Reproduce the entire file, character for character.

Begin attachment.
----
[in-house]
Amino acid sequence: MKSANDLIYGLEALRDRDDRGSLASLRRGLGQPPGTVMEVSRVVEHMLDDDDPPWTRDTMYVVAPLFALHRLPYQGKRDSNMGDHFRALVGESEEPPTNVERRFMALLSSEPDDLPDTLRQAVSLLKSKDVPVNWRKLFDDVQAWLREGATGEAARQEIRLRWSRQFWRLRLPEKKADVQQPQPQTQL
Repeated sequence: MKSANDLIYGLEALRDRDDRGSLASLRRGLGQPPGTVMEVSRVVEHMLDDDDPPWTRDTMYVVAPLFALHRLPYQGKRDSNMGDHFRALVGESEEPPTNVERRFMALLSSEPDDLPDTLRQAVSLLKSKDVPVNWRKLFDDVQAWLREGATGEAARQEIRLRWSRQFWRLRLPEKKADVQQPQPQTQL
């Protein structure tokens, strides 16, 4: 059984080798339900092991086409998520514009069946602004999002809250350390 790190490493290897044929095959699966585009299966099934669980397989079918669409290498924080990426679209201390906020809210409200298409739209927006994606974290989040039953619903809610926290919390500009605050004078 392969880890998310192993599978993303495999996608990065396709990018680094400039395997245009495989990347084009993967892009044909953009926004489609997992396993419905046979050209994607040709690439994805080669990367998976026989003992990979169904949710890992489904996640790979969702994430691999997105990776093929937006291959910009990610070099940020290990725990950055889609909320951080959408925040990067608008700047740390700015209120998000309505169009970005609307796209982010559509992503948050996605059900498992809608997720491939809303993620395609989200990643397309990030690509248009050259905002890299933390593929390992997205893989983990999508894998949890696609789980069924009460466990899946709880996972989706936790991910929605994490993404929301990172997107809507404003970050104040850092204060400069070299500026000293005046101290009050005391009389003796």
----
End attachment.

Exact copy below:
[in-house]
Amino acid sequence: MKSANDLIYGLEALRDRDDRGSLASLRRGLGQPPGTVMEVSRVVEHMLDDDDPPWTRDTMYVVAPLFALHRLPYQGKRDSNMGDHFRALVGESEEPPTNVERRFMALLSSEPDDLPDTLRQAVSLLKSKDVPVNWRKLFDDVQAWLREGATGEAARQEIRLRWSRQFWRLRLPEKKADVQQPQPQTQL
Repeated sequence: MKSANDLIYGLEALRDRDDRGSLASLRRGLGQPPGTVMEVSRVVEHMLDDDDPPWTRDTMYVVAPLFALHRLPYQGKRDSNMGDHFRALVGESEEPPTNVERRFMALLSSEPDDLPDTLRQAVSLLKSKDVPVNWRKLFDDVQAWLREGATGEAARQEIRLRWSRQFWRLRLPEKKADVQQPQPQTQL
């Protein structure tokens, strides 16, 4: 059984080798339900092991086409998520514009069946602004999002809250350390 790190490493290897044929095959699966585009299966099934669980397989079918669409290498924080990426679209201390906020809210409200298409739209927006994606974290989040039953619903809610926290919390500009605050004078 392969880890998310192993599978993303495999996608990065396709990018680094400039395997245009495989990347084009993967892009044909953009926004489609997992396993419905046979050209994607040709690439994805080669990367998976026989003992990979169904949710890992489904996640790979969702994430691999997105990776093929937006291959910009990610070099940020290990725990950055889609909320951080959408925040990067608008700047740390700015209120998000309505169009970005609307796209982010559509992503948050996605059900498992809608997720491939809303993620395609989200990643397309990030690509248009050259905002890299933390593929390992997205893989983990999508894998949890696609789980069924009460466990899946709880996972989706936790991910929605994490993404929301990172997107809507404003970050104040850092204060400069070299500026000293005046101290009050005391009389003796």